But Markdown has huge problems. I am tired of having to check PDFs that I export from Markdown because ambiguities can lead to unexpected rendering issues. With Djot I have guarantees when exporting to PDFs, Markdown and everything supported by Pandoc.

Maybe Markdown won’t be replaced soon, but Djot is already a good tool in the Markdown-ecosystem.

but what can the casual user do with Djot atm? Regarding to Logseq, of course. If me and 10000 other people use Logseq and generate data in journals and pages in md files, if Logseq itself doesn’t transition to it, then it isn’t of much use is it? How are you using Djot with the Logseq workflow?

I can select a block or a page and use Logseq built-in feature that can remove bullet points and other stuff, then convert from Markdown to Djot and take advantage of Djot features manually, then export for example to PDF (and it would have huge advantages when publishing to the Web).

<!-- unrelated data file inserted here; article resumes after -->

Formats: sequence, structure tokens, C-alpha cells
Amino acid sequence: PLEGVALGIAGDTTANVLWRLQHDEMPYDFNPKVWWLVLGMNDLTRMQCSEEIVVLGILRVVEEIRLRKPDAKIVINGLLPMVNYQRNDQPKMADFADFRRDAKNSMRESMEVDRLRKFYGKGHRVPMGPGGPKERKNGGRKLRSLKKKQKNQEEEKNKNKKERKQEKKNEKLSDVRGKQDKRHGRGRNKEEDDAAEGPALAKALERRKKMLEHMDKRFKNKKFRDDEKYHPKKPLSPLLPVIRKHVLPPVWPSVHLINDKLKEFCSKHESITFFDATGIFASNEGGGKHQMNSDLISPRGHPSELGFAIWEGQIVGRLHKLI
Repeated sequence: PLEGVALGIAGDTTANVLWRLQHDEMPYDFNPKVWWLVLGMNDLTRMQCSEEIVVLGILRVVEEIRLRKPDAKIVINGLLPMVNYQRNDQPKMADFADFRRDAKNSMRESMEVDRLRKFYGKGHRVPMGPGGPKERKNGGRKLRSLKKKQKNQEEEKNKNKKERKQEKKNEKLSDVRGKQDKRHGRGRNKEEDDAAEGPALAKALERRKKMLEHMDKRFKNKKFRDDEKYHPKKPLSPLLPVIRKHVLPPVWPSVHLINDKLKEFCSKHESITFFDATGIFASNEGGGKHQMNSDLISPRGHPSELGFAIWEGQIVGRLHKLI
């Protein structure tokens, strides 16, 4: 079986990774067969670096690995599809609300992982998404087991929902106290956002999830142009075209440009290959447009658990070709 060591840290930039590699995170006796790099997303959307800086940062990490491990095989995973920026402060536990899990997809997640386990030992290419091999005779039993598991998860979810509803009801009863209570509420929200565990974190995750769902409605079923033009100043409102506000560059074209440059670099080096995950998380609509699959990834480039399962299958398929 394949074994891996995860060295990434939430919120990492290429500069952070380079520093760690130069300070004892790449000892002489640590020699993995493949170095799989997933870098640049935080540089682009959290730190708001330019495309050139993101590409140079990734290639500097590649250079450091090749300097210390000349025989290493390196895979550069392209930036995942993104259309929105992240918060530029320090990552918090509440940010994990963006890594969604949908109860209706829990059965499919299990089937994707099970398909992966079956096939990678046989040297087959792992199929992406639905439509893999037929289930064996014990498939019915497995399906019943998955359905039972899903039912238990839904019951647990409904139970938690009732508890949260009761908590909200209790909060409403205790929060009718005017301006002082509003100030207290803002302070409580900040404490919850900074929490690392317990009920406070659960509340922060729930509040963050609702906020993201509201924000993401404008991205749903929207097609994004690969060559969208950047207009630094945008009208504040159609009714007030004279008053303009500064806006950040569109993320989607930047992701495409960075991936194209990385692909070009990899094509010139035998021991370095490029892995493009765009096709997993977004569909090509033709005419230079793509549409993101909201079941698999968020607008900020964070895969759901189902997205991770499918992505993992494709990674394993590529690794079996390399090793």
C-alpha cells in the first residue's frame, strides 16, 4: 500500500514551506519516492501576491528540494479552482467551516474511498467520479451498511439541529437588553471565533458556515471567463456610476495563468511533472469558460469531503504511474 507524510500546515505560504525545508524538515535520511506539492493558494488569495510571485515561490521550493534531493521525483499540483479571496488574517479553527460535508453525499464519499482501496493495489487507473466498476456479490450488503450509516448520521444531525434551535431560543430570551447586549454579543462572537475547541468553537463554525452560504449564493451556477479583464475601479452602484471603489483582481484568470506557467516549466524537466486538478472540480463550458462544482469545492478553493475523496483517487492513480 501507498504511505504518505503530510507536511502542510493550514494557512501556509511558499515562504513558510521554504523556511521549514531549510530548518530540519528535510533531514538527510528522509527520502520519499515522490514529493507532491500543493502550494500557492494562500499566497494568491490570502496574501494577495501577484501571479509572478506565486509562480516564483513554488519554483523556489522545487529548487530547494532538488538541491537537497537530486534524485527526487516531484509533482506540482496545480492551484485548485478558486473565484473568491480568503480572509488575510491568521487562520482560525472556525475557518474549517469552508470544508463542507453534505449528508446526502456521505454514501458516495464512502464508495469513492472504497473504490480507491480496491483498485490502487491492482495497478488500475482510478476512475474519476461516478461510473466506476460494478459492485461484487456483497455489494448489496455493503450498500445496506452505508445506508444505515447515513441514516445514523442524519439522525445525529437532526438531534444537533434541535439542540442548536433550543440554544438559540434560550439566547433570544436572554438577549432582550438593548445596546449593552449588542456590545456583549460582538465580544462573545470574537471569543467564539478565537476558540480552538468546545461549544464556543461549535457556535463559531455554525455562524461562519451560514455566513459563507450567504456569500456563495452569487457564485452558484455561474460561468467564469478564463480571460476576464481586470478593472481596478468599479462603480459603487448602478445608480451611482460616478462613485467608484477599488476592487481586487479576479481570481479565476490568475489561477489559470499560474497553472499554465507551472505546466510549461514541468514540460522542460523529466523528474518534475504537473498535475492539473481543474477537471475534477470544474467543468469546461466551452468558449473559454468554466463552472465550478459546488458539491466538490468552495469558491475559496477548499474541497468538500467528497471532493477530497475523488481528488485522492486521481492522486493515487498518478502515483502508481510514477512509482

But the “Logseq-flavoured Markdown” could be removed by this process if Logseq used directly Djot for storage (keeping the export to Markdown dialog as it is now).

In a certain sense, Djot is doing the same Logseq does to Markdown but in a standard, documented and cross-application way, with already different implementations in most common programming languages.

I myself write everything in journal pages, even large pieces of documentation, write-ups and so on. I just zoom on the bullet and build from there. The only thing I am missing is being able to add multiple headings to different Soft-Breaked Lines within that bullet.